On August 24, 2023, the Department of Education announced settlement agreements with five law schools after a Federal Student Aid (FSA) investigation revealed the institutions improperly disbursed Title IV funds to students enrolled in unaccredited Master of Laws (LL.M.) programs. The five schools are Albany Law School, Atlanta’s John Marshall School of Law, Brooklyn Law School, New England – Boston, and New York Law School. Almost $2.9 million in ineligible disbursements were made to 92 students across the five schools between July 2017 and June 2022.
A copy of the press release is found at: https://www.ed.gov/news/press-releases/us-department-education-takes-action-against-five-schools-disbursing-federal-student-aid-students-enrolled-unaccredited-programs.
Office of Enforcement Reminds Institutions to Ensure that their Programs are Accredited Before Disbursing Federal Funds
On August 24, 2023, the Federal Student Aid (FSA) Office of Enforcement released an announcement reminding schools to ensure their programs are accredited before disbursing Title IV funds. The announcement said the bulletin is being issued following an investigation into Master of Laws (LL.M) programs at free-standing law schools, which revealed that five schools improperly disbursed Title IV funds to students enrolled in unaccredited LL.M. programs. (See article above.)
A copy of the announcement is found at: https://fsapartners.ed.gov/knowledge-center/library/electronic-announcements/2023-08-24/fsa-enforcement-bulletin-august-2023-following-enforcement-investigation-federal-student-aid-reminds-schools-ensure-programs-are-properly-accredited-disbursing-funds#.
FSA Announces Posting of New School Reports to FSA Data Center
On August 18, 2023, Federal Student Aid (FSA) announced new posts on its FSA Data Center including the Award year (AY) 2021-2022 90/10 Report to Congress, Schools on Heightened Cash Monitoring, School Fines imposed during Fiscal Year (FY) 2022, and the Top Ten School Audit Findings and School Program Review Findings during FY 2022 with companion report.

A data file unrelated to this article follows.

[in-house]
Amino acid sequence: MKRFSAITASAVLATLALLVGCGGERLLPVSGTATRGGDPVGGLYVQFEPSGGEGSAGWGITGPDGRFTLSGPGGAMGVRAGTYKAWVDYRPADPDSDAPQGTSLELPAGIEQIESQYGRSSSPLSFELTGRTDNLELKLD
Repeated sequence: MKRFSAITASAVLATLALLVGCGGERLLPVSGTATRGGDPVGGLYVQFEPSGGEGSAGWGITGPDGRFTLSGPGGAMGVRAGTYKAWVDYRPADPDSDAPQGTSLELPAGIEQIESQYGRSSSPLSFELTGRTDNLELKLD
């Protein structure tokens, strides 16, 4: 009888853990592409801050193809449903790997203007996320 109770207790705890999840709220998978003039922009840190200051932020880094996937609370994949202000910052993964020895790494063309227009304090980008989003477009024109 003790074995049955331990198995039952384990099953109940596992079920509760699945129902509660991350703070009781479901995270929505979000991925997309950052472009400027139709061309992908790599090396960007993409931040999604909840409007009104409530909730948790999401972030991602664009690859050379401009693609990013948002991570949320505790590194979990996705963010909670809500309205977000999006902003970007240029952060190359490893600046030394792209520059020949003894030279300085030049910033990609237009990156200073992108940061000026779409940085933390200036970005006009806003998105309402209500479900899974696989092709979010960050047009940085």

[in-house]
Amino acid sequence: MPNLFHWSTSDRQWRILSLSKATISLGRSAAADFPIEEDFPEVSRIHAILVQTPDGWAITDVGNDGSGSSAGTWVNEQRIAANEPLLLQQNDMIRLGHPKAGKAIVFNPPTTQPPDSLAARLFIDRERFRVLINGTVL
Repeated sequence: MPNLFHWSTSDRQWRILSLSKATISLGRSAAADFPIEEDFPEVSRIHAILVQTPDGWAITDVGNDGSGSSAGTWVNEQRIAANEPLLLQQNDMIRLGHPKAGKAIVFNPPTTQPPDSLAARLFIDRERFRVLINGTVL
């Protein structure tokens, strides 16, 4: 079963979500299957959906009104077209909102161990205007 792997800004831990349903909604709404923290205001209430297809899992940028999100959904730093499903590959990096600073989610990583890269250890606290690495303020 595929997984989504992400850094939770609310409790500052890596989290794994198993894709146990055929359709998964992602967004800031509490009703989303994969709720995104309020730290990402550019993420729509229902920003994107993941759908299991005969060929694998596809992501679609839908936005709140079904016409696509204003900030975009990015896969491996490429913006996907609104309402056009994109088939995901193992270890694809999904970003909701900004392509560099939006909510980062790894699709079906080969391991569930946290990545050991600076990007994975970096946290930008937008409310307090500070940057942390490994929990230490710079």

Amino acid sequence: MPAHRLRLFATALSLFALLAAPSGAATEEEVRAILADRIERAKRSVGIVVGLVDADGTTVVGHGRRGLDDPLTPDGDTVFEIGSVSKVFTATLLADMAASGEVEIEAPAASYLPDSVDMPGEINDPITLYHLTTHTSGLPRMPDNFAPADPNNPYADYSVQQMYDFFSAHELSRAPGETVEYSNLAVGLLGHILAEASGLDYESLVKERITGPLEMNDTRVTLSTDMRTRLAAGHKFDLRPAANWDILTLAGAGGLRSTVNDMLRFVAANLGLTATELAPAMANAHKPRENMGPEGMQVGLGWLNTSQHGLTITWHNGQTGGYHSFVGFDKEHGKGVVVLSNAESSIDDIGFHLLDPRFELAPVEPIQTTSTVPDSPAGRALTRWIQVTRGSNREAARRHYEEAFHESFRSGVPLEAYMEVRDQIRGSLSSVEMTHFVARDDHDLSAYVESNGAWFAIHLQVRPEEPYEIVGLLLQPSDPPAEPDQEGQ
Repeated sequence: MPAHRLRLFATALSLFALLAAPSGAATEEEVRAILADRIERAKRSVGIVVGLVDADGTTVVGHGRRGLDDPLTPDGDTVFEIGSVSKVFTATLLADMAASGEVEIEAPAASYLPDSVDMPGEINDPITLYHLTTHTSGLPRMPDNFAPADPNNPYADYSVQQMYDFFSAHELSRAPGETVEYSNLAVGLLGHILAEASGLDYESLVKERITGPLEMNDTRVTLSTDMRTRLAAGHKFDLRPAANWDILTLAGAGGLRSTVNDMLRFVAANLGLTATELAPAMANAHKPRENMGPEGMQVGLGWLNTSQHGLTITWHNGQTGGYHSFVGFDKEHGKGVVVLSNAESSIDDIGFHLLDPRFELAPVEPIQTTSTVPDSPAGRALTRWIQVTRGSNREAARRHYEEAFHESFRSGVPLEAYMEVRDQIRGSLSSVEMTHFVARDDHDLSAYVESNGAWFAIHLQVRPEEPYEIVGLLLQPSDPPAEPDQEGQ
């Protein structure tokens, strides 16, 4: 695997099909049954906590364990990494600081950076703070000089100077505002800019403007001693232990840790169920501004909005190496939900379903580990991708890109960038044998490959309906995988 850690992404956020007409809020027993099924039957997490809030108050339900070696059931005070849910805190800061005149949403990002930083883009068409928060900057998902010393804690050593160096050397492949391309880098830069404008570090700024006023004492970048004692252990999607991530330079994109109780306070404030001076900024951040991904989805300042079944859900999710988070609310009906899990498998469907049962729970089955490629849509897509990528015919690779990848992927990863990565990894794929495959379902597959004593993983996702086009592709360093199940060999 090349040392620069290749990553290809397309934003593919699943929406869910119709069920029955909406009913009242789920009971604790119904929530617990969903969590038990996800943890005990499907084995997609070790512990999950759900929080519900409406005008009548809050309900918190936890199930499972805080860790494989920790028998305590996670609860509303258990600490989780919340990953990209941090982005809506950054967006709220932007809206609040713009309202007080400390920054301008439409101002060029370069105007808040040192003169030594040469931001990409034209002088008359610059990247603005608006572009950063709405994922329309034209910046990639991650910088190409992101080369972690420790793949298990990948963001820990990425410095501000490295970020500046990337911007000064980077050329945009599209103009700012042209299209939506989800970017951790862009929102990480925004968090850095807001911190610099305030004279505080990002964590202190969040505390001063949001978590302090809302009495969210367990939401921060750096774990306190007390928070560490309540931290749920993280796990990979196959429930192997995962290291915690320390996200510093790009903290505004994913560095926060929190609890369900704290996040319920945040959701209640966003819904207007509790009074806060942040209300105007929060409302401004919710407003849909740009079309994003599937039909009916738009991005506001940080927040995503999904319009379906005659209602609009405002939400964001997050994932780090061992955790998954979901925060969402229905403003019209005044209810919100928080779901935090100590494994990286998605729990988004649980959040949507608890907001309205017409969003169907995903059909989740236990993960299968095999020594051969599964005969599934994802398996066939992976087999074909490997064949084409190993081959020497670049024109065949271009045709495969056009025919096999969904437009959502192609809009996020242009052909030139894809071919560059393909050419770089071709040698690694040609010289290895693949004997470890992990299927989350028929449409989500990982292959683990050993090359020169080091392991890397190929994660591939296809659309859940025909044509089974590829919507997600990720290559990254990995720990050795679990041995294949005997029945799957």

- The AY 2021-2022 90/10 Revenue Percentages report shows the revenue percentage for 1,622 proprietary schools based on their most recent fiscal year with end dates between July 1, 2021, and June 30, 2022. Three of the 1,622 institutions identified in the report failed to derive at least ten percent of their revenues from sources other than Title IV.
- The recent report identifies 416 institutions receiving Title IV funds under HCM, with almost half (207) of the institutions being for-profit institutions. Of the 416 institutions, 376 are on HCM1 and 40 are on HCM2.
- The FY 2022 School Fine Report identifies 18 institutions that were assessed a total of $2,564,528. The two largest fines imposed in FY 2022 were $670,000 assessed against the University of Texas at San Antonio and $475,000 assessed against the University of North Georgia, which were the result of two audits conducted by the Office of Inspector General (OIG) concerning violations of campus security requirements. Other fines were assessed for violations of the ban on incentive compensation, violations of the campus security requirements, and failures to report IPEDS information to the Department.
The FY 2022 School Fine Report, FY 2022 Top Ten School Audit Findings and Top Ten School Program Review Findings, and the FY 2022 companion report are hosted on the FSA Data Center’s School Data page at: https://studentaid.gov/data-center/school/fines-and-findings.
A copy of the announcement is found at: https://fsapartners.ed.gov/knowledge-center/library/electronic-announcements/2023-08-18/federal-student-aid-posts-new-school-reports-fsa-data-center.